Rumors of George Lucas being a sell-out douche turn out to not be very exagerrated at all
This is just confirmation of what most of us already knew, but in a recent interview with the LA Times, Star Wars producer Gary Katz lays out some not-so-complimentary observations on the primary focus behind every Star Wars film after the masterful Empire Strikes Back. Seems that when it came to Return of the Jedi, Lucas was much more concerned with toy sales than he was with the artistic integrity of the film itself.
Although I like Return of the Jedi and loved it as a kid, it can definitely be viewed as the beginning of the satanic marketing drive that ended up dragging the entire franchise into the kiddie-focused ineptitude of the second trilogy, and learning of Lucas’ primary motivations as an ‘artist’ make his missteps in those later films much more unforgivable. It’s one thing if you stick your neck out for your art and just don’t hit the mark. It’s another thing entirely if you’re not shooting for art at all, just taking a beloved franchise and manipulating it to sell plastic.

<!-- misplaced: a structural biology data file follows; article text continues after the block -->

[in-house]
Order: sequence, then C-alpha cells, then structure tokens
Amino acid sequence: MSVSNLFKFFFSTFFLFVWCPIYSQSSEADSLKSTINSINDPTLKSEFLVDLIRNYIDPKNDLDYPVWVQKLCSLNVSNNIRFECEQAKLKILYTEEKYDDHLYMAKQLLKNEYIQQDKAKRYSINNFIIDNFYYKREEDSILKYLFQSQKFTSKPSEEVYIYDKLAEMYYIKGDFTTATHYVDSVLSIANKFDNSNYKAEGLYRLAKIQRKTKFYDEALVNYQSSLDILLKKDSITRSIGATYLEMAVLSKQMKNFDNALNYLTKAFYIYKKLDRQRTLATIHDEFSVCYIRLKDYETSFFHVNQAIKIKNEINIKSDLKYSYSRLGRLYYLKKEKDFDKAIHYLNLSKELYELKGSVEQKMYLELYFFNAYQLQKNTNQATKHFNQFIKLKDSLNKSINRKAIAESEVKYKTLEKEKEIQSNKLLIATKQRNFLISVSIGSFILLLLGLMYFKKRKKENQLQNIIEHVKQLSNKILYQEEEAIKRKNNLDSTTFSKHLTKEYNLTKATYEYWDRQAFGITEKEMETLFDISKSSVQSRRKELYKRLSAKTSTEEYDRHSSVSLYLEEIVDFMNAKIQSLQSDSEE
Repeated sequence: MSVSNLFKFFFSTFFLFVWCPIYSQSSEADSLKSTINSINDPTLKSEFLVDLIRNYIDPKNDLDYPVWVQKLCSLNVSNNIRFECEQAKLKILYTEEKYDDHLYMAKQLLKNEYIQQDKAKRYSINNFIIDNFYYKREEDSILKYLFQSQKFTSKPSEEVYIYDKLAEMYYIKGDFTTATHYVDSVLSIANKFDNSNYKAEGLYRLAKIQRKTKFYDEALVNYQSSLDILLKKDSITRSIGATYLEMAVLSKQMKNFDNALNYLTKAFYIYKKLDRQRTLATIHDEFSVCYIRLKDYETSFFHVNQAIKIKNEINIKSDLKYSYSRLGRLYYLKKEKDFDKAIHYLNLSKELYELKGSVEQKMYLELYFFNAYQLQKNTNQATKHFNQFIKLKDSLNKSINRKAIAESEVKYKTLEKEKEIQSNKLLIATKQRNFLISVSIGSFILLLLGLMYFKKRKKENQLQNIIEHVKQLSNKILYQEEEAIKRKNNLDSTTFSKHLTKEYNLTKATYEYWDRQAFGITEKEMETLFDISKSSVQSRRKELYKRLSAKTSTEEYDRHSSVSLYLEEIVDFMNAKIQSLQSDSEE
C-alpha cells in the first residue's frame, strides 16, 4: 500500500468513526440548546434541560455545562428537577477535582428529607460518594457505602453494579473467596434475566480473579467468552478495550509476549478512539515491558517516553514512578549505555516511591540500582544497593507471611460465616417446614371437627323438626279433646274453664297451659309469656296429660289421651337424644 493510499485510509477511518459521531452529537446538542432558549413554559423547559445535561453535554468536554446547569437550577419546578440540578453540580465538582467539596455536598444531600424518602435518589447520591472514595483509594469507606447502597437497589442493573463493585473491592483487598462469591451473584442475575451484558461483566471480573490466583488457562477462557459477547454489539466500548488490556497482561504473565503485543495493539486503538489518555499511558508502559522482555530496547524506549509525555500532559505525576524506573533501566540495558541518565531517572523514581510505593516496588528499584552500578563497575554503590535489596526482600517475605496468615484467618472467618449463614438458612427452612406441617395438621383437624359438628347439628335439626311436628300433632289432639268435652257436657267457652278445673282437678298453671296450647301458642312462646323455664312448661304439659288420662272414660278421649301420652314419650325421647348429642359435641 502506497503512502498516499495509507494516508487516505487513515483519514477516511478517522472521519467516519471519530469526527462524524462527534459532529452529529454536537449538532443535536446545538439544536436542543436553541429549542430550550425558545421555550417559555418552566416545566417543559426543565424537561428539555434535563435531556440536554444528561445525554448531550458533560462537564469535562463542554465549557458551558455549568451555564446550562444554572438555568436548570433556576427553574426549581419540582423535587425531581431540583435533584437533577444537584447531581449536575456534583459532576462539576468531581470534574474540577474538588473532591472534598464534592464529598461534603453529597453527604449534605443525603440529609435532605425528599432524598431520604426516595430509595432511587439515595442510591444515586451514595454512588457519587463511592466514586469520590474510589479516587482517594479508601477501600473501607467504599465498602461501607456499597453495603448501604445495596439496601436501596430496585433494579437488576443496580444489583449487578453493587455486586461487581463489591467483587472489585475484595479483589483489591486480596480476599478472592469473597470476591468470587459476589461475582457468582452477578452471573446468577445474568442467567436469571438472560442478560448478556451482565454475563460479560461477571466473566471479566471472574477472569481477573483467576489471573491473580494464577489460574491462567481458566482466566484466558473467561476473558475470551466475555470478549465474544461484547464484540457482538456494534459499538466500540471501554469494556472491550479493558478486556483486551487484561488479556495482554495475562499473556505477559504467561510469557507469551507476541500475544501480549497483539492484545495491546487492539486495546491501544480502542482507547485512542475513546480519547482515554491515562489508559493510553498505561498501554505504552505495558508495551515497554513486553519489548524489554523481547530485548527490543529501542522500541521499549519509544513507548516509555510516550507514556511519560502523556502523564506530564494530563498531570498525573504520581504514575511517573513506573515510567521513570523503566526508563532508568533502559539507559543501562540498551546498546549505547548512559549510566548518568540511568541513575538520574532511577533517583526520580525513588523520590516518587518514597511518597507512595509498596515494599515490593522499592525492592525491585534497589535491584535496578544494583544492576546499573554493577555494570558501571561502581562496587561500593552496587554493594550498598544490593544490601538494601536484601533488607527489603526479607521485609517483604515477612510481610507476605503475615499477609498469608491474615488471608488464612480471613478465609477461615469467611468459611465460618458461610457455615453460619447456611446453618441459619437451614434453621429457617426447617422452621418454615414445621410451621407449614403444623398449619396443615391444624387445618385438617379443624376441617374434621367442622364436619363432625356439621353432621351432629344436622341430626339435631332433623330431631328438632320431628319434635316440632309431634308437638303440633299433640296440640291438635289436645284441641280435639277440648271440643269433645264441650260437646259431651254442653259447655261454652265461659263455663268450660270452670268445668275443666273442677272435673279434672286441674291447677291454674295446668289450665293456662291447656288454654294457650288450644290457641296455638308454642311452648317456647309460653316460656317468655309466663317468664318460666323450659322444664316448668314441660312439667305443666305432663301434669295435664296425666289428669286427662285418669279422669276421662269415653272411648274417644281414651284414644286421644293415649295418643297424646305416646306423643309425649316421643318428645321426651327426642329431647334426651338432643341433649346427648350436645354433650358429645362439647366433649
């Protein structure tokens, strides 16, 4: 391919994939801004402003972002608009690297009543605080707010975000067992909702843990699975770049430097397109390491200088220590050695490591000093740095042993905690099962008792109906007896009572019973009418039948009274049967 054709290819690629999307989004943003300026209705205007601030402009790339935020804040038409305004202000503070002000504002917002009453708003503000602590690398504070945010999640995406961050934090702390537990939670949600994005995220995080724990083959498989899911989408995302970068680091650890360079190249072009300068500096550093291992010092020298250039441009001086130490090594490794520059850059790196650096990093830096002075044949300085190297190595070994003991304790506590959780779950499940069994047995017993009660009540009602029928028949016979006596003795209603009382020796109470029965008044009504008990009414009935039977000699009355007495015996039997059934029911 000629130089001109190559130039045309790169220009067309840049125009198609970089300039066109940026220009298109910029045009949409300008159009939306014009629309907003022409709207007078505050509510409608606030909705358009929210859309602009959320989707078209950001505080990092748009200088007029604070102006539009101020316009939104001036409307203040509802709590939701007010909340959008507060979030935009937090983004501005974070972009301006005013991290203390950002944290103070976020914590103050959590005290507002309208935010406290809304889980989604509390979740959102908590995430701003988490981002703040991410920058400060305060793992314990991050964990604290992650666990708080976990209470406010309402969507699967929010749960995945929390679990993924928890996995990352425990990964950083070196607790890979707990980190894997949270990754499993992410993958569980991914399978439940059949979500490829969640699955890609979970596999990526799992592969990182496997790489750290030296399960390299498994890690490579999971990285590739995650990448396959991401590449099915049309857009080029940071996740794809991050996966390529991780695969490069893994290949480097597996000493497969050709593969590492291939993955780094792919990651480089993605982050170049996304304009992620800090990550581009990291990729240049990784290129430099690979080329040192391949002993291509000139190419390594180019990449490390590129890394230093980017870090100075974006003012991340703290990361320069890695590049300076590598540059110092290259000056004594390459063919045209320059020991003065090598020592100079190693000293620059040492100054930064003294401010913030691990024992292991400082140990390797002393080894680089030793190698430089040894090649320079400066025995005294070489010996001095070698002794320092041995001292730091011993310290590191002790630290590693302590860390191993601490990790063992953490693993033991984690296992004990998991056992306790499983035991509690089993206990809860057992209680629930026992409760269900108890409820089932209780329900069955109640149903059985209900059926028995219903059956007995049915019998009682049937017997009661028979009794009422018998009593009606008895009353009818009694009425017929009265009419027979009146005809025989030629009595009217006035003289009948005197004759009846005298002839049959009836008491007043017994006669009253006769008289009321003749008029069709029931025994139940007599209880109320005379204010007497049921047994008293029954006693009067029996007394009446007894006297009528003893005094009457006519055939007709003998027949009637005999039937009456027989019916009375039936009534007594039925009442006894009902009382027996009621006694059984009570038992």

Says Katz to the LA Times:
“I could see where things were headed,” Kurtz said. “The toy business began to drive the [Lucasfilm] empire. It’s a shame. They make three times as much on toys as they do on films. It’s natural to make decisions that protect the toy business, but that’s not the best thing for making quality films.”
He added: “The first film and ‘Empire’ were about story and character, but I could see that George’s priorities were changing. The emphasis on the toys, it’s like the cart driving the horse.”
“We had an outline and George changed everything in it,” Kurtz said. “Instead of bittersweet and poignant he wanted a euphoric ending with everybody happy. The original idea was that they would recover [the kidnapped] Han Solo in the early part of the story and that he would then die in the middle part of the film in a raid on an Imperial base. George then decided he didn’t want any of the principals killed. By that time there were really big toy sales and that was a reason.”
The discussed ending of the film that Kurtz favored presented the rebel forces in tatters, Leia grappling with her new duties as queen and Luke walking off alone “like Clint Eastwood in the spaghetti westerns,” as Kurtz put it.
Crystal Kurtz said that ending would have been a more emotionally nuanced finale to an epic adventure than the forest celebration of the Ewoks that essentially ended the trilogy with a teddy bear luau.